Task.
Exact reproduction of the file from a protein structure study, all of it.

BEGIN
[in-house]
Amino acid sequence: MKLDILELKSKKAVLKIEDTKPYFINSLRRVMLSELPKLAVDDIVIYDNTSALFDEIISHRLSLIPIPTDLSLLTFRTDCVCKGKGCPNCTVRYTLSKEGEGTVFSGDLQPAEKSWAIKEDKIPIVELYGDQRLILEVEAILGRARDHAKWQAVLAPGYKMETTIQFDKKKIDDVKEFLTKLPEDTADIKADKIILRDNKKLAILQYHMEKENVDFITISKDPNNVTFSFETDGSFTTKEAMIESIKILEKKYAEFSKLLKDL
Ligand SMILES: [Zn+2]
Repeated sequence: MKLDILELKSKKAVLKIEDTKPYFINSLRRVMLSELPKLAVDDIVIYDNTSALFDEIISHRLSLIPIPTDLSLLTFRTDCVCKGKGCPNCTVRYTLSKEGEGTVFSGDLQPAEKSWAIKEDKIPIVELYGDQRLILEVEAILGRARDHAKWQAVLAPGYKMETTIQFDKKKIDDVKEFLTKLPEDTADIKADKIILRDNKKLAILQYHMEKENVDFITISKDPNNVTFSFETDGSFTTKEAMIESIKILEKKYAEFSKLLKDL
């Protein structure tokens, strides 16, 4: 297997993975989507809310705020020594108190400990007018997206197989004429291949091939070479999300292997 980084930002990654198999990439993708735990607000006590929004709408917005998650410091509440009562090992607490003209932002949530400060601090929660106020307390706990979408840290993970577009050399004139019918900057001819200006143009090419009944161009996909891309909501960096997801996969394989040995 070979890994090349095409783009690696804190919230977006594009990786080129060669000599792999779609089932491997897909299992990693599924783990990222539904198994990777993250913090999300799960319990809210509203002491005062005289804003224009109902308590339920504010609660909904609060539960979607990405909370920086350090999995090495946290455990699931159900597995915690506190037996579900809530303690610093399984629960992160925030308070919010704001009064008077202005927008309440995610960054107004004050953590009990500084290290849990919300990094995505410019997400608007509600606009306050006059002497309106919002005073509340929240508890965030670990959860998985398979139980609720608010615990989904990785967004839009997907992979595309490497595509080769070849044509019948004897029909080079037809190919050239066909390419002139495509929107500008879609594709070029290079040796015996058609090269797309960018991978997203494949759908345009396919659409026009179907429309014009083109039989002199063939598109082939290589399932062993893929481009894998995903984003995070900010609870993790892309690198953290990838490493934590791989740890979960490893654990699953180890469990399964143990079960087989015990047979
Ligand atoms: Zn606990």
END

[in-house]
Amino acid sequence: MKLDILELKSKKAVLKIEDTKPYFINSLRRVMLSELPKLAVDDIVIYDNTSALFDEIISHRLSLIPIPTDLSLLTFRTDCVCKGKGCPNCTVRYTLSKEGEGTVFSGDLQPAEKSWAIKEDKIPIVELYGDQRLILEVEAILGRARDHAKWQAVLAPGYKMETTIQFDKKKIDDVKEFLTKLPEDTADIKADKIILRDNKKLAILQYHMEKENVDFITISKDPNNVTFSFETDGSFTTKEAMIESIKILEKKYAEFSKLLKDL
Ligand SMILES: [Zn+2]
Repeated sequence: MKLDILELKSKKAVLKIEDTKPYFINSLRRVMLSELPKLAVDDIVIYDNTSALFDEIISHRLSLIPIPTDLSLLTFRTDCVCKGKGCPNCTVRYTLSKEGEGTVFSGDLQPAEKSWAIKEDKIPIVELYGDQRLILEVEAILGRARDHAKWQAVLAPGYKMETTIQFDKKKIDDVKEFLTKLPEDTADIKADKIILRDNKKLAILQYHMEKENVDFITISKDPNNVTFSFETDGSFTTKEAMIESIKILEKKYAEFSKLLKDL
């Protein structure tokens, strides 16, 4: 297997993975989507809310705020020594108190400990007018997206197989004429291949091939070479999300292997 980084930002990654198999990439993708735990607000006590929004709408917005998650410091509440009562090992607490003209932002949530400060601090929660106020307390706990979408840290993970577009050399004139019918900057001819200006143009090419009944161009996909891309909501960096997801996969394989040995 070979890994090349095409783009690696804190919230977006594009990786080129060669000599792999779609089932491997897909299992990693599924783990990222539904198994990777993250913090999300799960319990809210509203002491005062005289804003224009109902308590339920504010609660909904609060539960979607990405909370920086350090999995090495946290455990699931159900597995915690506190037996579900809530303690610093399984629960992160925030308070919010704001009064008077202005927008309440995610960054107004004050953590009990500084290290849990919300990094995505410019997400608007509600606009306050006059002497309106919002005073509340929240508890965030670990959860998985398979139980609720608010615990989904990785967004839009997907992979595309490497595509080769070849044509019948004897029909080079037809190919050239066909390419002139495509929107500008879609594709070029290079040796015996058609090269797309960018991978997203494949759908345009396919659409026009179907429309014009083109039989002199063939598109082939290589399932062993893929481009894998995903984003995070900010609870993790892309690198953290990838490493934590791989740890979960490893654990699953180890469990399964143990079960087989015990047979
Ligand atoms: Zn606990």